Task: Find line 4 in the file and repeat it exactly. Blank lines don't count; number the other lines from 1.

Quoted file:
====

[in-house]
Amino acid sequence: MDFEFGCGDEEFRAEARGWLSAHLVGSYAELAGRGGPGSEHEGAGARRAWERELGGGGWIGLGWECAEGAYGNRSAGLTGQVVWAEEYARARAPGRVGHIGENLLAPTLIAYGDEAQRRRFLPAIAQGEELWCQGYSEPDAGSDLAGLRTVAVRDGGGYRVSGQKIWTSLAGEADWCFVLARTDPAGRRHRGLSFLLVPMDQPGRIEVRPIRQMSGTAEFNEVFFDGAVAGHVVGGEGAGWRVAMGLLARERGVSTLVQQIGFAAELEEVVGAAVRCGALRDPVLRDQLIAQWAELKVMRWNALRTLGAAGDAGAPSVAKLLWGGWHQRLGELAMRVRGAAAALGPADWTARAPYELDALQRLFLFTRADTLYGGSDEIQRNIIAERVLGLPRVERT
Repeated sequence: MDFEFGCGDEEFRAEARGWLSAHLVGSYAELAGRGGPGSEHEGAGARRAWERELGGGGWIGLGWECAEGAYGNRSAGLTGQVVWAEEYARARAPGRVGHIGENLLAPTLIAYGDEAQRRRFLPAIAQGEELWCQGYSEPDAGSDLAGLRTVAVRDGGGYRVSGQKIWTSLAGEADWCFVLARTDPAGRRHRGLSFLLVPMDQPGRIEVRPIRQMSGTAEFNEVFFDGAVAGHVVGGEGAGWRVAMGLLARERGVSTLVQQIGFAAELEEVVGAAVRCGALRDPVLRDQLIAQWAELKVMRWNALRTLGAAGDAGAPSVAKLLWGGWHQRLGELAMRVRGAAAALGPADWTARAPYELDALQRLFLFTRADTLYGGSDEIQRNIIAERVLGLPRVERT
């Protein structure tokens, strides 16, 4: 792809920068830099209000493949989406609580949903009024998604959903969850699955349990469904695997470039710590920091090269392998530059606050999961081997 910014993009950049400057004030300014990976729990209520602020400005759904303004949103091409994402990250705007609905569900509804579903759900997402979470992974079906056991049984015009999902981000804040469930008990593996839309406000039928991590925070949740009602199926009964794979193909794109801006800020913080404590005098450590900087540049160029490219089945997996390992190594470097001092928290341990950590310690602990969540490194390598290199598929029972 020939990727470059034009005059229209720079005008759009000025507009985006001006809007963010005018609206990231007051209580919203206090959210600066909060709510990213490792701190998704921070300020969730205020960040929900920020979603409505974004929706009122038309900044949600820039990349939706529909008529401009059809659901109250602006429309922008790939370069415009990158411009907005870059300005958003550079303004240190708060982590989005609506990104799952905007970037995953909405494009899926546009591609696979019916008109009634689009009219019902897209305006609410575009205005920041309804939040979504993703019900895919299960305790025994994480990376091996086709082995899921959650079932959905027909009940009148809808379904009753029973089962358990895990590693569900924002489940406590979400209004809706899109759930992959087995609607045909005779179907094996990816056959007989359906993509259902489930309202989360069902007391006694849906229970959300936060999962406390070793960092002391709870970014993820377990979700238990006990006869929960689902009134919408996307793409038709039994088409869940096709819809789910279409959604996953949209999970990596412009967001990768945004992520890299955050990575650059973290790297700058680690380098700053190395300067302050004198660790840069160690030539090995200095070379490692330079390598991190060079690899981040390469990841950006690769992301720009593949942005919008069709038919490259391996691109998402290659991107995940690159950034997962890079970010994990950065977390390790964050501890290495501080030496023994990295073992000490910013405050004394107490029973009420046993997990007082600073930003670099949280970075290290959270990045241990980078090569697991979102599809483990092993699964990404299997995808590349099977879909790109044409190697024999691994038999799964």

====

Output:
């Protein structure tokens, strides 16, 4: 792809920068830099209000493949989406609580949903009024998604959903969850699955349990469904695997470039710590920091090269392998530059606050999961081997 910014993009950049400057004030300014990976729990209520602020400005759904303004949103091409994402990250705007609905569900509804579903759900997402979470992974079906056991049984015009999902981000804040469930008990593996839309406000039928991590925070949740009602199926009964794979193909794109801006800020913080404590005098450590900087540049160029490219089945997996390992190594470097001092928290341990950590310690602990969540490194390598290199598929029972 020939990727470059034009005059229209720079005008759009000025507009985006001006809007963010005018609206990231007051209580919203206090959210600066909060709510990213490792701190998704921070300020969730205020960040929900920020979603409505974004929706009122038309900044949600820039990349939706529909008529401009059809659901109250602006429309922008790939370069415009990158411009907005870059300005958003550079303004240190708060982590989005609506990104799952905007970037995953909405494009899926546009591609696979019916008109009634689009009219019902897209305006609410575009205005920041309804939040979504993703019900895919299960305790025994994480990376091996086709082995899921959650079932959905027909009940009148809808379904009753029973089962358990895990590693569900924002489940406590979400209004809706899109759930992959087995609607045909005779179907094996990816056959007989359906993509259902489930309202989360069902007391006694849906229970959300936060999962406390070793960092002391709870970014993820377990979700238990006990006869929960689902009134919408996307793409038709039994088409869940096709819809789910279409959604996953949209999970990596412009967001990768945004992520890299955050990575650059973290790297700058680690380098700053190395300067302050004198660790840069160690030539090995200095070379490692330079390598991190060079690899981040390469990841950006690769992301720009593949942005919008069709038919490259391996691109998402290659991107995940690159950034997962890079970010994990950065977390390790964050501890290495501080030496023994990295073992000490910013405050004394107490029973009420046993997990007082600073930003670099949280970075290290959270990045241990980078090569697991979102599809483990092993699964990404299997995808590349099977879909790109044409190697024999691994038999799964």